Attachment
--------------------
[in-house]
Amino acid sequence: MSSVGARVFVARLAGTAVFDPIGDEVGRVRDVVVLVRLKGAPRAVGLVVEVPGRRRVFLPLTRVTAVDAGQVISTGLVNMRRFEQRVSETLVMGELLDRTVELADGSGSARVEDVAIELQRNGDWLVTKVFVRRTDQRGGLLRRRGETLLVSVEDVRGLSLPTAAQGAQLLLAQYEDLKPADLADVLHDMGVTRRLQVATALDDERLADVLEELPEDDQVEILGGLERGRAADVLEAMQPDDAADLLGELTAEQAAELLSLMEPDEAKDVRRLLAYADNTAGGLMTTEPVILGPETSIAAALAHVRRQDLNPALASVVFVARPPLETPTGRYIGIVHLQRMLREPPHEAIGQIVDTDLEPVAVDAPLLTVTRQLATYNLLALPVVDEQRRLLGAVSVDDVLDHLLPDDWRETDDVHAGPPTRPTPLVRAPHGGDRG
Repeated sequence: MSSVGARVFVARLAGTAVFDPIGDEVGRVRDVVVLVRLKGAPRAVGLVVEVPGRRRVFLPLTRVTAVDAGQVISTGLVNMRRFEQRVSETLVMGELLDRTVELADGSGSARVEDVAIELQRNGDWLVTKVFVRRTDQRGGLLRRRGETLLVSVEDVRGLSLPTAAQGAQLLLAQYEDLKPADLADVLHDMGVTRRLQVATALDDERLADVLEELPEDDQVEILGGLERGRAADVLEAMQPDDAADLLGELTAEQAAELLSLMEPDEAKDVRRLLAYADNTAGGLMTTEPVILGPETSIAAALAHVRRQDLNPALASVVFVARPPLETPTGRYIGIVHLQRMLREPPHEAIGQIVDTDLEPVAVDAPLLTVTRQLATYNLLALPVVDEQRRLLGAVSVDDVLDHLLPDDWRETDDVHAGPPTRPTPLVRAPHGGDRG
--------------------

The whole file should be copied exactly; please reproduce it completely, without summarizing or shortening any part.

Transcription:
[in-house]
Amino acid sequence: MSSVGARVFVARLAGTAVFDPIGDEVGRVRDVVVLVRLKGAPRAVGLVVEVPGRRRVFLPLTRVTAVDAGQVISTGLVNMRRFEQRVSETLVMGELLDRTVELADGSGSARVEDVAIELQRNGDWLVTKVFVRRTDQRGGLLRRRGETLLVSVEDVRGLSLPTAAQGAQLLLAQYEDLKPADLADVLHDMGVTRRLQVATALDDERLADVLEELPEDDQVEILGGLERGRAADVLEAMQPDDAADLLGELTAEQAAELLSLMEPDEAKDVRRLLAYADNTAGGLMTTEPVILGPETSIAAALAHVRRQDLNPALASVVFVARPPLETPTGRYIGIVHLQRMLREPPHEAIGQIVDTDLEPVAVDAPLLTVTRQLATYNLLALPVVDEQRRLLGAVSVDDVLDHLLPDDWRETDDVHAGPPTRPTPLVRAPHGGDRG
Repeated sequence: MSSVGARVFVARLAGTAVFDPIGDEVGRVRDVVVLVRLKGAPRAVGLVVEVPGRRRVFLPLTRVTAVDAGQVISTGLVNMRRFEQRVSETLVMGELLDRTVELADGSGSARVEDVAIELQRNGDWLVTKVFVRRTDQRGGLLRRRGETLLVSVEDVRGLSLPTAAQGAQLLLAQYEDLKPADLADVLHDMGVTRRLQVATALDDERLADVLEELPEDDQVEILGGLERGRAADVLEAMQPDDAADLLGELTAEQAAELLSLMEPDEAKDVRRLLAYADNTAGGLMTTEPVILGPETSIAAALAHVRRQDLNPALASVVFVARPPLETPTGRYIGIVHLQRMLREPPHEAIGQIVDTDLEPVAVDAPLLTVTRQLATYNLLALPVVDEQRRLLGAVSVDDVLDHLLPDDWRETDDVHAGPPTRPTPLVRAPHGGDRG